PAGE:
This was no muted celebration.
The wait was longer than Cal State Bakersfield would have liked, and the Western Athletic Conference isn't what it used to be, but the announcement that CSUB will join the WAC in time for the 2013-14 school year was met with much fanfare at the school's Dore Theater on Tuesday.
"This really is a good day for the conference and for the institution," said interim WAC commissioner Jeff Hurd, whose conference also added Utah Valley University on Tuesday. "It's a good marriage. We need the institution to continue to develop as a conference, and the institution needs us to continue to develop as an institution."
A good marriage deserves a good wedding celebration, right? There were WAC T-shirts, cheerleaders, music videos, a mascot sighting and many enthusiastic ovations: CSUB, six years after it began the process of reclassifying as an NCAA Division I school, finally has a program-wide conference home.
"The time has come to cross that last hurdle and solidify ourselves as a Division I program," said CSUB president Dr. Horace Mitchell. "This is a great day for the university and the athletics program."
Previously, many CSUB sports were affiliate members of other conferences (some will remain so, like wrestling and men's soccer in the Pac-12 Conference, and CSUB baseball and women's swimming already had joined the WAC as affiliate members). But four core sports remained independent: men's and women's basketball, women's volleyball and women's soccer. Those, and any other sport the WAC offers, will join the conference next year.
The perks of joining a conference are numerous. At the top of the list is a chance for CSUB's teams to compete in NCAA championship events if they win the WAC; an independent team could only reach that level if it was given a precious at-large berth over schools from every conference in the country.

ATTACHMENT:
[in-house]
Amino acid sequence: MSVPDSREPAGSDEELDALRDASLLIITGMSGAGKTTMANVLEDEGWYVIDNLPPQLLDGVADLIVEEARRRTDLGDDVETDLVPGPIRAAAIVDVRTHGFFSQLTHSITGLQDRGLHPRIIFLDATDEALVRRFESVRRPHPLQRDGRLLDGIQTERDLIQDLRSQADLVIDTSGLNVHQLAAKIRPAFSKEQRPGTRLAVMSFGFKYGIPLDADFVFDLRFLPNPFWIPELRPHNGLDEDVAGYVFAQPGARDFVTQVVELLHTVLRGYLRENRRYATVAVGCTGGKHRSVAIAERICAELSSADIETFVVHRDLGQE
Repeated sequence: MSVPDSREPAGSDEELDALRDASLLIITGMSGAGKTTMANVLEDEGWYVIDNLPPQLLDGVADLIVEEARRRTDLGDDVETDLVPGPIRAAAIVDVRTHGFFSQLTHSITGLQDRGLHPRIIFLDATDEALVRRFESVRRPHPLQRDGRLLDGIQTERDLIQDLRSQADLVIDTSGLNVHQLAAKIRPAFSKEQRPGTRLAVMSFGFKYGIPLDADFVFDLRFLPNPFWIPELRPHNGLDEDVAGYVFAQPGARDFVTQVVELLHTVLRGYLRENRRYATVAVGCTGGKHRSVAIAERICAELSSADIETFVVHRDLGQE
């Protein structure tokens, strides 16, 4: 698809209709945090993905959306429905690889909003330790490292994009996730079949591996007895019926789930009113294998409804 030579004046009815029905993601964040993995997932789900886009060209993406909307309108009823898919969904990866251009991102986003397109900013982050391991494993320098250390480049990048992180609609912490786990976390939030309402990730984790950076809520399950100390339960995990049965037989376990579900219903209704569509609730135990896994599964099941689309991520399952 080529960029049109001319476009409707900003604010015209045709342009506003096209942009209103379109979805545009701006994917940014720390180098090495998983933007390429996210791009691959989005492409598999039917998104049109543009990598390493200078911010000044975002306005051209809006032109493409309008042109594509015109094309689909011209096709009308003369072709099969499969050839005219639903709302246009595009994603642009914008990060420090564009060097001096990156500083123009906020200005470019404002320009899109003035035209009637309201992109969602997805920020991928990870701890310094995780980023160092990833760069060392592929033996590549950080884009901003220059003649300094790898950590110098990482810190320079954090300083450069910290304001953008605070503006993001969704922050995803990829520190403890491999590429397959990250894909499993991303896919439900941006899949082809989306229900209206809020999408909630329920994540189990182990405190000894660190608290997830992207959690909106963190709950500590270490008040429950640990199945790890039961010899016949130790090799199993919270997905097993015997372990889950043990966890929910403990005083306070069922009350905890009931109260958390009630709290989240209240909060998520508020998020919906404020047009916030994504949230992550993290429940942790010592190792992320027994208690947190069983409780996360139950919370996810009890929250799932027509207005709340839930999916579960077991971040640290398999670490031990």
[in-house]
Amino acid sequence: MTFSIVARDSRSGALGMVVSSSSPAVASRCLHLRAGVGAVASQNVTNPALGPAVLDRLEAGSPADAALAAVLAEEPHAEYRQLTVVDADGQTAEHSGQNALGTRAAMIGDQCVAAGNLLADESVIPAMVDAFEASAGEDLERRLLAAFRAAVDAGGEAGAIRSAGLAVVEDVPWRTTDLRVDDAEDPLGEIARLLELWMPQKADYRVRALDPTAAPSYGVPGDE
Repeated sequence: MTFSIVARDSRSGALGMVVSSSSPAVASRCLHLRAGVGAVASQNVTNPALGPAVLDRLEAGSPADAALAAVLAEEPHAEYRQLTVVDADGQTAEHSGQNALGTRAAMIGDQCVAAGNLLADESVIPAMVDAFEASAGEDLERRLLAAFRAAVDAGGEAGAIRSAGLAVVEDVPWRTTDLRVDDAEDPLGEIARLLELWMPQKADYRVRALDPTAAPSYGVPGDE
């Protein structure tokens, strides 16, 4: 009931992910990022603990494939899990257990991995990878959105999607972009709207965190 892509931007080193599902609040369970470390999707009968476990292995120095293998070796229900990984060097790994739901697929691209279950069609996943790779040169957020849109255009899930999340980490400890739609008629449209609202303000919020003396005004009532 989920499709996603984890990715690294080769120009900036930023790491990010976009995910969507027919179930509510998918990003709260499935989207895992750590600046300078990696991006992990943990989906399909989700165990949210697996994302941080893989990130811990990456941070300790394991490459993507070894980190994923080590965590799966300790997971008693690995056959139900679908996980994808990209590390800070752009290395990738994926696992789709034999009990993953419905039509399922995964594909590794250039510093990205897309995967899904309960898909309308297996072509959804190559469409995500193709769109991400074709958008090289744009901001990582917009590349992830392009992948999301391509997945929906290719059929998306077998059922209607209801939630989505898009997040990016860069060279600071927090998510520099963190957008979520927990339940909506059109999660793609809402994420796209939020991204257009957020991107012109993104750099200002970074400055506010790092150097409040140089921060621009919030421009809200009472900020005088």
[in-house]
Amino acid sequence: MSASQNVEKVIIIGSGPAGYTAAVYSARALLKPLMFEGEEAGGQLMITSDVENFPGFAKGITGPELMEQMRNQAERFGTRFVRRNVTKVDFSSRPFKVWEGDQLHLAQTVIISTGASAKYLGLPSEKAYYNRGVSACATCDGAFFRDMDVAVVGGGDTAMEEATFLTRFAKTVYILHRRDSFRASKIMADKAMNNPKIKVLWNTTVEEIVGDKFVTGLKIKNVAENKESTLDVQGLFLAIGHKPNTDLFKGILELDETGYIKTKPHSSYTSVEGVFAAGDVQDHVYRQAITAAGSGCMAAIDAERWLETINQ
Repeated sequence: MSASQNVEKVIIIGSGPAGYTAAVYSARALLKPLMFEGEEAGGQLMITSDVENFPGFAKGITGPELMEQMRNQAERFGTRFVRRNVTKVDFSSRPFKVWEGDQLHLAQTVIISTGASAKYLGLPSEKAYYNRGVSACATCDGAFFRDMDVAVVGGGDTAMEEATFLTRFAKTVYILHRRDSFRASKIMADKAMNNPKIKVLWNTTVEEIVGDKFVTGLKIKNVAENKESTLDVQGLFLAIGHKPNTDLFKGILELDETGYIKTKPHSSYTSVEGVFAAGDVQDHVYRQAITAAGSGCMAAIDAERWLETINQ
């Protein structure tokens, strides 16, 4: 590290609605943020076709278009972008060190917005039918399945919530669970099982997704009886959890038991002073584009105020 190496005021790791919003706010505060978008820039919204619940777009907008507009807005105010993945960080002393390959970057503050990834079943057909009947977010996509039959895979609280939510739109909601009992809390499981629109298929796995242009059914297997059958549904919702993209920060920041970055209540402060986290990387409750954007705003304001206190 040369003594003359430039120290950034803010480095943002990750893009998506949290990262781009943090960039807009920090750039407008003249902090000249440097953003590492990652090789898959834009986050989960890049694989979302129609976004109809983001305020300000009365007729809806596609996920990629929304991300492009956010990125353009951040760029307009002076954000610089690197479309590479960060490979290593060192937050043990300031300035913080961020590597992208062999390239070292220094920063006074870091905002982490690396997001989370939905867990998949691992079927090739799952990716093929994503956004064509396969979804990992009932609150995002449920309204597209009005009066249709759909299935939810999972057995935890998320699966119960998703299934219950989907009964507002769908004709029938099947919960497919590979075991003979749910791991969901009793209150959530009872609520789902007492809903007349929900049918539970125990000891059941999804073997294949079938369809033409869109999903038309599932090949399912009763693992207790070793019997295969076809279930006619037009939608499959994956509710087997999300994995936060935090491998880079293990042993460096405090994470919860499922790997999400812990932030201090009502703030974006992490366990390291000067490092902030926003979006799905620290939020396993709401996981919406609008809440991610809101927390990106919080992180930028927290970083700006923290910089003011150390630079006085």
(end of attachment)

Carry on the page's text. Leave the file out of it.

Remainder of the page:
"We're so excited," said junior soccer player Erica Shelton, a Stockdale graduate who will play her final season in the WAC. "When I found out last week, it was just a few of us, and I screamed. We're very thankful to be part of the WAC.
"We have something to play for now. It just ups the intensity. We really feel like we can make it into the (NCAA) tournament now. It means everything. We have some very real hope now."
Roadrunner teams also no longer have to worry about scheduling non-conference games during conference season, when other teams typically don't want to step out of their league.
"Having that schedule already set is going to be great," women's basketball coach Greg McCall said. "Scheduling between the months of January and March is very, very tough. Other teams are already playing their conference games, and to get them, during their bye weeks, to play us is very, very difficult."
Perhaps as much as anything, though, this was about CSUB benefitting from the brand name of the WAC, a nationally known conference that started in 1962 with Arizona, Arizona State, BYU, New Mexico, Utah and Wyoming as its inaugural members and boasts a 1984 national football championship from BYU and many signifcant basketball achievements among its accomplishments.
"I think it adds a little bit of validity to our program," CSUB athletic director Jeff Konya said. "I say we out-kicked our coverage, and I mean that we were able to land in a conference that has had 50-plus years of incredible results. There's a lot of equity built into that brand, and it's well-known on a national basis."
Financially, the move seems to be a net positive for CSUB, as well. Konya said he doesn't expect significant exit fees from the conferences that host CSUB sports as affiliate members, and the Roadrunners will be full WAC members as of July 1, with the revenue-sharing privileges that entails, including those from the lucrative NCAA men's basketball tournament.